From the Archives: The Serpent and the Goddess by Judith Shaw

The following is a reblog of a post entitled, “From the Archives: The Serpent and the Goddess” by Judith Shaw that was published on the website: Feminism and Religion. It is an overview of how snakes have been represented in mythology and religion through prehistoric and historic times.

Moderator’s note: This marvelous FAR site has been running for 10 years and has had more than 3,600 posts in that time. There are so many treasures that have been posted in this decade that they tend to get lost in the archives. We have created this column so that we can all revisit some of these gems. Today’s blogpost was originally posted January 26, 2020. You can visit the original post here to see the comments.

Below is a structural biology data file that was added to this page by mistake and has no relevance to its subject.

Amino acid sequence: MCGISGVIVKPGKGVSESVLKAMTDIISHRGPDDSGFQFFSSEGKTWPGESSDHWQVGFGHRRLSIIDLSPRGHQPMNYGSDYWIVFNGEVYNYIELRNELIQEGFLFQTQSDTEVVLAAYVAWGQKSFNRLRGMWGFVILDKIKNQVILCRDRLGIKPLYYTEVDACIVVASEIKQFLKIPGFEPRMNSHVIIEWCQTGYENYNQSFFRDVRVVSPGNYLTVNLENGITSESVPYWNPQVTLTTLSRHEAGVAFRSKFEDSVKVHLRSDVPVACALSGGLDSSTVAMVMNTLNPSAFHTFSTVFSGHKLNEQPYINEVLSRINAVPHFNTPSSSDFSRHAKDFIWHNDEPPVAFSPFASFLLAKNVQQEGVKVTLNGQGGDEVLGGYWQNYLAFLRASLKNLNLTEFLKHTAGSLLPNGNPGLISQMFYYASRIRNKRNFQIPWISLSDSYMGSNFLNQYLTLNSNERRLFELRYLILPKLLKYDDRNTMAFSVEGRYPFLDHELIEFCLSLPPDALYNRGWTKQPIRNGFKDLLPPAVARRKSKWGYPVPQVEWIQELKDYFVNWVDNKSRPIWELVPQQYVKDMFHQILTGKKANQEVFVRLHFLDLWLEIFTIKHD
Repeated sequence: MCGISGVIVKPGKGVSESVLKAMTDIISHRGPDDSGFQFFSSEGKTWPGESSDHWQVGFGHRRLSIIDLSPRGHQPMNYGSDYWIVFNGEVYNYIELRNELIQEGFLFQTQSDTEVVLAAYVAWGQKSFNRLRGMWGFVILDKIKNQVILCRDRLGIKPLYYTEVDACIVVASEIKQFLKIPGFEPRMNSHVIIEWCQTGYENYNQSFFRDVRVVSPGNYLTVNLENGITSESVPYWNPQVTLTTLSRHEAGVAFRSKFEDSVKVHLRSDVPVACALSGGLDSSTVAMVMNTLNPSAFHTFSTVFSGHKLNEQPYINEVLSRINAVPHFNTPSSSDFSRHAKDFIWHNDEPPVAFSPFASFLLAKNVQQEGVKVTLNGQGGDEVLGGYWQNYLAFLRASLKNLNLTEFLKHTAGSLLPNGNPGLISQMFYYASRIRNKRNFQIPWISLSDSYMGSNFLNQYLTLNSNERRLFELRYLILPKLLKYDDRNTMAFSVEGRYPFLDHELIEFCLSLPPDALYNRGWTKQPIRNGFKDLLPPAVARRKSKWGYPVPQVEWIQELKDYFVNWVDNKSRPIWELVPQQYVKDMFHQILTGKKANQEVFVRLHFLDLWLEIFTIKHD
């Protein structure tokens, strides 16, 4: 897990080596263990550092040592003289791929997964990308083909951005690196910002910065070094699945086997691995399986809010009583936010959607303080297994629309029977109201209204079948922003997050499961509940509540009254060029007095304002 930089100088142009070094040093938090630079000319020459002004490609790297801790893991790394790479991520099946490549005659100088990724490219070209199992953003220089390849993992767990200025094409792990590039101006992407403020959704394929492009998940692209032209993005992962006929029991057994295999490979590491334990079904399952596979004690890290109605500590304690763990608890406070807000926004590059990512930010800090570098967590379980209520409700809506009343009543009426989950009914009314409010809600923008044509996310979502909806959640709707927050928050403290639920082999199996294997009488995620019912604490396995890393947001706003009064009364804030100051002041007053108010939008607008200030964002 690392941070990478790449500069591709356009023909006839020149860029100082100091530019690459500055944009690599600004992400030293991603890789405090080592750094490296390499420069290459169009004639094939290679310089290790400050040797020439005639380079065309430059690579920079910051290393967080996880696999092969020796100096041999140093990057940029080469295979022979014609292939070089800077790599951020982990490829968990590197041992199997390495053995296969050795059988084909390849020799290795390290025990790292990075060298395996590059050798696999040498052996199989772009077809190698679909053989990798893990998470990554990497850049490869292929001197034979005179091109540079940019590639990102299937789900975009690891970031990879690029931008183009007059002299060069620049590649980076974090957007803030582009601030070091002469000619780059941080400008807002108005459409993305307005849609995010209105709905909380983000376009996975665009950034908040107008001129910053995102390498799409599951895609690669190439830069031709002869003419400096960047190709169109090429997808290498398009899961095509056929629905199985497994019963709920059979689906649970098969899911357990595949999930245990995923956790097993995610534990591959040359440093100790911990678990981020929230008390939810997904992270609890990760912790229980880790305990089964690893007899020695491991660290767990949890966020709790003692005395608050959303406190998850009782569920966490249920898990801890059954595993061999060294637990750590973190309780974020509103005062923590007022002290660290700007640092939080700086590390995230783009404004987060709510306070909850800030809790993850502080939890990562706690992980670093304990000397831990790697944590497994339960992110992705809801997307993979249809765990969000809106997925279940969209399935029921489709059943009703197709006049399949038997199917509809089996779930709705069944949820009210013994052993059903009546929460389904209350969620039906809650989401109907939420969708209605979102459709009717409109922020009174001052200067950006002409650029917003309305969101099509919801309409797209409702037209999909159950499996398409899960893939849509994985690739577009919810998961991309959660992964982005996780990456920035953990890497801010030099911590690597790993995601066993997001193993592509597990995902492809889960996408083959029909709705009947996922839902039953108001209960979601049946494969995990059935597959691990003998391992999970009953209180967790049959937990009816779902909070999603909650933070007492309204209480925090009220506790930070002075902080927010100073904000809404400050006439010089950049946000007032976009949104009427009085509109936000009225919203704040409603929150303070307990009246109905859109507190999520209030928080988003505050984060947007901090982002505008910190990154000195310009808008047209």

The otherworldly energy of Snake – it’s vitality, its uncanny ability to sense danger, and its ability to shed its skin and reappear as if reborn must have invoked feelings of awe in our ancestors. All across the pre-historic world one finds depictions of Snake and the spiral or meander as Snake’s symbols.

Creation, Primal Energy, Life Force
Snakes are mysterious, cold-blooded creatures – slithering silently across the land, sleeping with open lidless…

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